20 posted on 07/17/2007 7:29:33 AM PDT by SunkenCiv (Profile updated Friday the 13th, July 2007. Trisdecaphobia! https://secure.freerepublic.com/donate/)
[ Post Reply | Private Reply | To 18 | View Replies]

Hatshepsut Found; Thutmose I Lost
by Mark Rose
July 15, 2007
So, the pool of contenders for identification as Hatshepsut: KV60A (from the tomb and dubbed "the strong one" for the show), KV 60B (from the nurse's coffin), DB320A (called "the screaming one" because her mouth is open), and DB320B ("the serene one"). Dennis Forbes has pointed out that "the serene one" is in fact Unknown Woman D from KV35, often thought to be the 19th Dynasty queen Tausert. DB320B is often thought to be Tetisheri, matriarch of the 18th Dynasty. And we have Thutmose II and III for comparison, along with "Thutmose I." These all get run through a CT scanner in the museum's basement and that's when the fun begins. Who will be voted off Hatshepsut's Island? Who will be Pharaoh for a Day?

Hatshepsut Found; Thutmose I Lost Hatshepsut Found; Thutmose I Lost
Zahi Hawass, head of Egypt's Supreme Council of Antiquities, examines a possible royal mummy in KV60, left. Four mummies, one of which might be Hatshepsut's, right. (Discovery Communications)

21 posted on 07/17/2007 8:17:09 AM PDT by SunkenCiv (Profile updated Friday the 13th, July 2007. Trisdecaphobia! https://secure.freerepublic.com/donate/)
[ Post Reply | Private Reply | To 1 | View Replies]

dead link, from a file:
The Lost Pharaoh
by Gaile Robinson
Friday, Aug. 25, 2006
The story of her ascendancy and eventual disappearance, as well as more than 200 artifacts created during and shortly after her reign, are on exhibit in "Hatshepsut: From Queen to Pharoah," which opens Sunday at the Kimbell Art Museum. There are still holes in her story, and new interpretations arise every decade. It is known that she was the daughter of a king, Thutmose I, and that she married her half-brother, Thutmose II, a common practice among Egyptian royal families to ensure the bloodline. Thutmose II became pharaoh and died soon after leaving Hatshepsut and her daughter Neferure, and a secondary wife, Isis, mother of Thutmose III... She could not officially rule, because she was not the king's mother. Hatshepsut crowned herself king (yes, king) to strengthen her claim to the throne. Once she became king, though, she could not step down, not even when Thutmose came of age... Hatshepsut died around 1458 B.C., and 20 years later, Thutmose III began a systematic eradication of all evidence of her as a pharaoh. Images of her as a queen were left intact, but those of Hatshepsut in a short skirt and the double crown were defaced... For quite some time, it was believed this was a retaliatory measure of an angry stepson against an evil stepmother. But recent scholars say that, had that been the case, Thutmose would have not waited almost two decades to begin his assault on her history.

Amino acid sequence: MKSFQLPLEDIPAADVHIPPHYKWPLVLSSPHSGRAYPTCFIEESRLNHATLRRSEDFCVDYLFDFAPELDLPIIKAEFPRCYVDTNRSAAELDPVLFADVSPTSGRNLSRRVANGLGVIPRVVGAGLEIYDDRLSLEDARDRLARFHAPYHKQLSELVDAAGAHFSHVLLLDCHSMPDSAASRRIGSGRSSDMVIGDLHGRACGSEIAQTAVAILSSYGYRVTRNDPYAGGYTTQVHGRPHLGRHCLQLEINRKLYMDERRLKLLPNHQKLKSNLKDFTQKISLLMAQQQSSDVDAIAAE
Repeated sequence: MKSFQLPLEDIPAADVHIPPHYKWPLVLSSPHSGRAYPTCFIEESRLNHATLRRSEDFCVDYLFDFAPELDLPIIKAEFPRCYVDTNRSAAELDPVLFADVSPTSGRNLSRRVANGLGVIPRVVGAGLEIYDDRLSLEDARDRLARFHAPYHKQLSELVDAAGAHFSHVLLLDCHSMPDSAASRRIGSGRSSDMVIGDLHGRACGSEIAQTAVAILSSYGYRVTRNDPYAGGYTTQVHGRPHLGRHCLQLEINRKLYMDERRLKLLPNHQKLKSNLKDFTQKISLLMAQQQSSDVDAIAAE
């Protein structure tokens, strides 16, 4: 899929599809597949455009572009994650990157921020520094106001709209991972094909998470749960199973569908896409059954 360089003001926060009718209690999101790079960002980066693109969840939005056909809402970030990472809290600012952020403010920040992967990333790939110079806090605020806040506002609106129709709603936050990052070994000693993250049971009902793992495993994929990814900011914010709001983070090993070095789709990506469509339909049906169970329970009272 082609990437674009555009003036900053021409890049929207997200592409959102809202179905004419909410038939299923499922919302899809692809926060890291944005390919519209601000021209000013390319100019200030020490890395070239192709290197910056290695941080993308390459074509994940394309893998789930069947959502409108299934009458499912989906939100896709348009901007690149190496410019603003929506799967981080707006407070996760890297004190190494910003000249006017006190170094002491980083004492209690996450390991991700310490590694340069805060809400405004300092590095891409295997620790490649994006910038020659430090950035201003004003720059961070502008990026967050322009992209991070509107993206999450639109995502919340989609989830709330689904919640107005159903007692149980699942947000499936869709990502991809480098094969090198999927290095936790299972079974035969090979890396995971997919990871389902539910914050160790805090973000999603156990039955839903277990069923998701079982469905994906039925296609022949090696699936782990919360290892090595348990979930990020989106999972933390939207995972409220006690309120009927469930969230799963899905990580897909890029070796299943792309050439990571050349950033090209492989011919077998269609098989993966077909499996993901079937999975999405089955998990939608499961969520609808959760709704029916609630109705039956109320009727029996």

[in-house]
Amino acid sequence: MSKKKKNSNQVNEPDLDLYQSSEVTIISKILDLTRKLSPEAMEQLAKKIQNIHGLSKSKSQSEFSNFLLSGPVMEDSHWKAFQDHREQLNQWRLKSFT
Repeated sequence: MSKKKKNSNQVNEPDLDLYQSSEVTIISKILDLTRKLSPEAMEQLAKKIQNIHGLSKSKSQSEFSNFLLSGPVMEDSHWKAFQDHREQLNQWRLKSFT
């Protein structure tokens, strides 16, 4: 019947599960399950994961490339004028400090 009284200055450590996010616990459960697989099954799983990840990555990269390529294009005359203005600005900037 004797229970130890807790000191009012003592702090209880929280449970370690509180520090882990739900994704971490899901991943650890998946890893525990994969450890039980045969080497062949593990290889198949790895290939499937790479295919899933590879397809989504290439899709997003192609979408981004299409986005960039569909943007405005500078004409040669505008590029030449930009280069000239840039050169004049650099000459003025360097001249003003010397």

Egypt is trying to show the world its commitment to equality (uh, which doesn't exist).
22 posted on 07/17/2007 8:41:30 AM PDT by SunkenCiv (Profile updated Friday the 13th, July 2007. Trisdecaphobia! https://secure.freerepublic.com/donate/)
[ Post Reply | Private Reply | To 1 | View Replies]

To: SunkenCiv

i was worried it would cause you some ankhst.


23 posted on 07/17/2007 1:32:15 PM PDT by wildbill
[ Post Reply | Private Reply | To 20 | View Replies]

To: blam
Not to be confused with the tomb of King Hatshempsut...


24 posted on 07/17/2007 1:54:04 PM PDT by reagan_fanatic (Press 1 for English, press 2 for deport)
[ Post Reply | Private Reply | To 1 | View Replies]

To: blam

25 posted on 07/17/2007 1:57:16 PM PDT by jpl (Dear Al Gore: it's 3:00 A.M., do you know where your drug addicted son is?)
[ Post Reply | Private Reply | To 1 | View Replies]

To: SunkenCiv
http://www.egyptsites.co.uk/middle/minya/antar.html

in the lengthy text the queen describes the chaos of Hyksos rule and extols the benefits of her own reign and her restoration of the damage they caused...it is possible that the Hyksos may have been used in the text as a metaphor for chaos...

( It would be interesting to read the full text.)

26 posted on 07/17/2007 5:51:53 PM PDT by Fred Nerks (Fair dinkum!)
[ Post Reply | Private Reply | To 14 | View Replies]

To: SunkenCiv

http://www.basarchive.org/sample/bswbPrintPage.asp?PubID=BSBA&Volume=7&Issue=5&ArticleID=4

This inscription has long been known and was first published in 1880. It is famous because of its reference to Asiatics or the Hyksos invaders of Egypt. No one previous to Professor Goedicke however, has related the inscription to the Exodus.